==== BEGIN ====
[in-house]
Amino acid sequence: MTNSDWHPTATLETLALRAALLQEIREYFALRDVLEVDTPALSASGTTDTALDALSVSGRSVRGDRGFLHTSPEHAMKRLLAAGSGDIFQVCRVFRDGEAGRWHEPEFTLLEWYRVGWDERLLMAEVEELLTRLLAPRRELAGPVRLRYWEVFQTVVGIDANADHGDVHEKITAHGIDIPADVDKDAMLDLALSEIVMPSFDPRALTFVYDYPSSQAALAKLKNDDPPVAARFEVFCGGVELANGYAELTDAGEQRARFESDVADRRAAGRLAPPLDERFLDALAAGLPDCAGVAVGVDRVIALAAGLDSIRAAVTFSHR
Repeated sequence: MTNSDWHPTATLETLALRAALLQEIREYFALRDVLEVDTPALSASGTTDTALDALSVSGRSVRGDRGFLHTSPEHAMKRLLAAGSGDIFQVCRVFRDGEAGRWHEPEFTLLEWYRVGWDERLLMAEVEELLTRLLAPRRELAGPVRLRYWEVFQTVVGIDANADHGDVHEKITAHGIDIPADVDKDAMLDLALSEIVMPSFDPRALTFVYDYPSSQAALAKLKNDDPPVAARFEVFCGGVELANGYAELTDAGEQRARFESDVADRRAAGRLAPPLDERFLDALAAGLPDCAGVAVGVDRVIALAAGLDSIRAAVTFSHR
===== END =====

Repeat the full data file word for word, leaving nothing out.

[in-house]
Amino acid sequence: MTNSDWHPTATLETLALRAALLQEIREYFALRDVLEVDTPALSASGTTDTALDALSVSGRSVRGDRGFLHTSPEHAMKRLLAAGSGDIFQVCRVFRDGEAGRWHEPEFTLLEWYRVGWDERLLMAEVEELLTRLLAPRRELAGPVRLRYWEVFQTVVGIDANADHGDVHEKITAHGIDIPADVDKDAMLDLALSEIVMPSFDPRALTFVYDYPSSQAALAKLKNDDPPVAARFEVFCGGVELANGYAELTDAGEQRARFESDVADRRAAGRLAPPLDERFLDALAAGLPDCAGVAVGVDRVIALAAGLDSIRAAVTFSHR
Repeated sequence: MTNSDWHPTATLETLALRAALLQEIREYFALRDVLEVDTPALSASGTTDTALDALSVSGRSVRGDRGFLHTSPEHAMKRLLAAGSGDIFQVCRVFRDGEAGRWHEPEFTLLEWYRVGWDERLLMAEVEELLTRLLAPRRELAGPVRLRYWEVFQTVVGIDANADHGDVHEKITAHGIDIPADVDKDAMLDLALSEIVMPSFDPRALTFVYDYPSSQAALAKLKNDDPPVAARFEVFCGGVELANGYAELTDAGEQRARFESDVADRRAAGRLAPPLDERFLDALAAGLPDCAGVAVGVDRVIALAAGLDSIRAAVTFSHR